Comparison of the Surface and Core Bacteria in Tonsillar and Adenoid Tissue With Beta-Lactamase Production

  • Işıl Taylan
  • İbrahim ÖzcanEmail author
  • İpek Mumcuoğlu
  • Irmak Baran
  • K. Murat Özcan
  • Özgür Akdoğan
  • Adin Selcuk
  • Neriman Balaban
  • Hüseyin Dere
Original Article


Adenoidectomy and tonsillectomy, indicated for children with recurrent or persistent symptoms of infection or hypertrophy, are among the most frequent operations performed in children. This study was carried out for investigating the microbial flora of the tonsils and adenoids regarding to core and surface microorganisms and also pathogen microrganisms’ beta-lactamase production rate. Cultures were taken from the core and surface of tonsils and adenoids of the 91 patients at the time of the surgery for tonsillectomy and adenoidectomy. Aerobic and anaerobic cultures were inoculated and identified. Beta-lactamase production was detected also. The most frequently isolated aerobic microorganisms were Streptococcus viridans and Neisseria spp. The number of the microorganisms isolated from the tonsil core compared to the surface of the tonsils was found statistically insignificant (P > 0.05). The number of the adenoid surface aerobic microorganisms was found higher from the adenoid core (P < 0.05). The amount of adenoid and tonsil core anaerobic microorganisms were alike. The patients’ preoperative antibiotherapy whether using beta-lactam or beta-lactamase resistant were compared for beta-lactamase producing bacteria production and the number of beta-lactamase producing bacteria were found statistically insignificant (P > 0.05). The togetherness of Staphylococcus aureus and other beta-lactamase producing bacteria was found statistically significant (P < 0.05). This study demonstrates that there is polymicrobial aerobic-anaerobic flora in both adenoids and tonsils. There was a close relationship between the bacteriology of the tonsil and adenoid flora. Staphylococcus aureus and and other beta-lactamase producing bacteria may be responsible for treatment failures in patients with tonsillitis.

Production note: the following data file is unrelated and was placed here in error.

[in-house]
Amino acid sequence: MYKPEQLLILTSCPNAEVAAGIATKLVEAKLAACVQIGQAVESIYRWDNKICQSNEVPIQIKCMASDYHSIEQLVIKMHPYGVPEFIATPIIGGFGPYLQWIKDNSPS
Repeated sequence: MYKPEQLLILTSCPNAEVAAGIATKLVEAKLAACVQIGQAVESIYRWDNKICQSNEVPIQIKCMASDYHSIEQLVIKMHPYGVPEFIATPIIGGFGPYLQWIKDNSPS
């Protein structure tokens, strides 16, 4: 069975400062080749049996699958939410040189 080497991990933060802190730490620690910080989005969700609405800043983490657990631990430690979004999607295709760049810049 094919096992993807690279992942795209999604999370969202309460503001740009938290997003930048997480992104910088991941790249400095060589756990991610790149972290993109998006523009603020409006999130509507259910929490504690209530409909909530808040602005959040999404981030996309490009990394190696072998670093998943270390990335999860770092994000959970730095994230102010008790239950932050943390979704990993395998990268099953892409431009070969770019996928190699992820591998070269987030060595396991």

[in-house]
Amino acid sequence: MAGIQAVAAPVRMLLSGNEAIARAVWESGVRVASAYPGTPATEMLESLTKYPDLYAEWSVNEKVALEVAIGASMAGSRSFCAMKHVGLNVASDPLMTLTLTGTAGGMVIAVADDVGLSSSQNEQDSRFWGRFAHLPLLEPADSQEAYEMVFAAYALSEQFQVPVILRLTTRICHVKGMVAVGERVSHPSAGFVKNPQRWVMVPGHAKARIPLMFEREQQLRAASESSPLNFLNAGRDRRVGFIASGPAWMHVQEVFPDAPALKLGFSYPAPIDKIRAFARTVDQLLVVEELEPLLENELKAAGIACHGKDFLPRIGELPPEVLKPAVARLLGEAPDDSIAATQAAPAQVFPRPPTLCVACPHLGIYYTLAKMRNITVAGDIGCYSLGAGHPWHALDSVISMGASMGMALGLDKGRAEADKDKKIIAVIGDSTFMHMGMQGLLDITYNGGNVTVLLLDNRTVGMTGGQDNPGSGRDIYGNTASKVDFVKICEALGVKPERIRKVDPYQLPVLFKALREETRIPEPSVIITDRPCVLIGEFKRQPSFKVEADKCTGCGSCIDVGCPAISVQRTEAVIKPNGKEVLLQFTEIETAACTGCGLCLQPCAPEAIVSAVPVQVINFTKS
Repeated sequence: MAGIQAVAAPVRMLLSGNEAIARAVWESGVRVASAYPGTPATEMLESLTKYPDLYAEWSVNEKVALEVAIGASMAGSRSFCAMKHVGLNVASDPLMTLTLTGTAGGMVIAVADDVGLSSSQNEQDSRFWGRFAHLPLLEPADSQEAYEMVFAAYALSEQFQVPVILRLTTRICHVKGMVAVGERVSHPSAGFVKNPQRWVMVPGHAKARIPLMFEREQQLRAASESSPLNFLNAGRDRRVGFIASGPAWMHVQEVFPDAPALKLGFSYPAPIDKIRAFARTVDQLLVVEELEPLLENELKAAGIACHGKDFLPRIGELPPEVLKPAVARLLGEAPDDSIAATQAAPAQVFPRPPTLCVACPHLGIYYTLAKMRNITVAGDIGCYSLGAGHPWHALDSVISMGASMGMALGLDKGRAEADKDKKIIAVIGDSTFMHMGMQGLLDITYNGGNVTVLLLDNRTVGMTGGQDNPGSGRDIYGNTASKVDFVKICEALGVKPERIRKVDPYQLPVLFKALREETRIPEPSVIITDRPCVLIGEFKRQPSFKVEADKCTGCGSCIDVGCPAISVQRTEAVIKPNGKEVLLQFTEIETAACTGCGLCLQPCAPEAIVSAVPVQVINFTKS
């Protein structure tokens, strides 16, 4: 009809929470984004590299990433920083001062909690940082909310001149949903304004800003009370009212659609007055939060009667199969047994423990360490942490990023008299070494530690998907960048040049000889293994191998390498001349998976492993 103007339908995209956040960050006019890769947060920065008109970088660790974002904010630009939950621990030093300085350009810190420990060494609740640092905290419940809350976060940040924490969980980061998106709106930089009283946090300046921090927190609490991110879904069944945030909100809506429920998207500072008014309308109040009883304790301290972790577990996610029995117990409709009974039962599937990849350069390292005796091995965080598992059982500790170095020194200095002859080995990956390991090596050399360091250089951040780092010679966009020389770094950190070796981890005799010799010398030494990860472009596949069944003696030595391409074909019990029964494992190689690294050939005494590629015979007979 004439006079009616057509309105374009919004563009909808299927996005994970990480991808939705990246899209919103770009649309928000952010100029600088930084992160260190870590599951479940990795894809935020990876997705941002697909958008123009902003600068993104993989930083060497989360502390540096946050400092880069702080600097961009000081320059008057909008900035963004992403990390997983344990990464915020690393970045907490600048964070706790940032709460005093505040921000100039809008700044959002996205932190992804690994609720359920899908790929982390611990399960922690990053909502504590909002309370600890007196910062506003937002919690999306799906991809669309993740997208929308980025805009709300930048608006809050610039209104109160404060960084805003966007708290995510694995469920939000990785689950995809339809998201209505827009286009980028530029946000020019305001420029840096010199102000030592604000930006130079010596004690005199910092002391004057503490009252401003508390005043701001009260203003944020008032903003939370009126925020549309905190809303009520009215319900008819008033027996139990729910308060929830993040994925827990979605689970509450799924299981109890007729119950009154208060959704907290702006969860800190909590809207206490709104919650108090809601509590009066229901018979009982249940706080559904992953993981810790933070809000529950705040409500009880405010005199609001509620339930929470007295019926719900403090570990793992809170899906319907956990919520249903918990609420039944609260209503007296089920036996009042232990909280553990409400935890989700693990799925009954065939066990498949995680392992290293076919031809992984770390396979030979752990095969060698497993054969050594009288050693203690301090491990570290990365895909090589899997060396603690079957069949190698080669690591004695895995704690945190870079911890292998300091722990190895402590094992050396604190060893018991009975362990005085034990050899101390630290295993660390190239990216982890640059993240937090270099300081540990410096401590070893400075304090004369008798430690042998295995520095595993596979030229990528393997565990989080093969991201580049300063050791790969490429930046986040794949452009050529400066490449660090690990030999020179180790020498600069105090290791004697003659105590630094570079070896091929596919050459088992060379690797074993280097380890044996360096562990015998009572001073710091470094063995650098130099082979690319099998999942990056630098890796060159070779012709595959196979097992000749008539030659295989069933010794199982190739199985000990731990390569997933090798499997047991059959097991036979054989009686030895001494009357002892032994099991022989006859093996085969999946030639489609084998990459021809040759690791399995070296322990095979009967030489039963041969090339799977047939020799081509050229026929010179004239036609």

Bacteriology Tonsil Adenoids Beta-lactamases 


  1. 1.
    Brook I, Yocum P (1984) Bacteriology of chronic tonsillitis in young adults. Arch Otolaryngol Head Neck Surg 110:803–805Google Scholar
  2. 2.
    DeDio RM, Lawrence WCT, McGowan KL, Wetmore RF, Handler SD, Potsic WP (1988) Microbiology of the tonsils and adenoids in a pediatric population. Arch Otolaryngol Head Neck Surg 114:763–765PubMedGoogle Scholar
  3. 3.
    Gaffney RJ, Timon CI, Freeman DF, Walsh MA, Cafferkey MT (1993) Bacteriology of tonsil and adenoid and sampling techniques of adenoidal bacteriology. Respir Med 87:303–308PubMedCrossRefGoogle Scholar
  4. 4.
    Özek O, Eğilmez S, Ang O, Savaş I (1967) A bacteriological study of chronic tonsillitis. Acta Otolaryngol 63:455–461PubMedCrossRefGoogle Scholar
  5. 5.
    Timon CI, McAllister VA, Walsh MA, Cafferkey MT (1990) Changes in tonsil bacteriology of recurrent acute tonsillitis: 1980 vs 1989. Respir Med 84:395–400PubMedCrossRefGoogle Scholar
  6. 6.
    Brook I (1984) The role of beta-lactamase producing bacteria in the persistance of streptococcal tonsillar infection. Rev Infect Dis 6(5):601–607PubMedCrossRefGoogle Scholar
  7. 7.
    Brook I, Yocum P, Foote PA Jr (1995) Changes in the core tonsillar bacteriology of recurrent tonsillitis: 1977–1993. Clin Inf Dis 21:171–176CrossRefGoogle Scholar
  8. 8.
    İnci E, Kakakullukçu B, Aygün G, Özdoğan A (2002) Tonsil surface and core microflora in children undergone tonsillectomy for recurrent tonsillitis. Turkish Otolaryngol Arch 40(4):247–251Google Scholar
  9. 9.
    Wiatrak BJ, Woolley AL (1993) Pharyngitis and adenotonsillar disease. In: Cummings CW, Frederickson JM, Harker LA, Krause CJ, Schüller DE (eds) Otolaryngology Head and Neck Surgery, 2nd edn. Mosby Year Book, Inc, St. Louis, pp 2795–2801Google Scholar
  10. 10.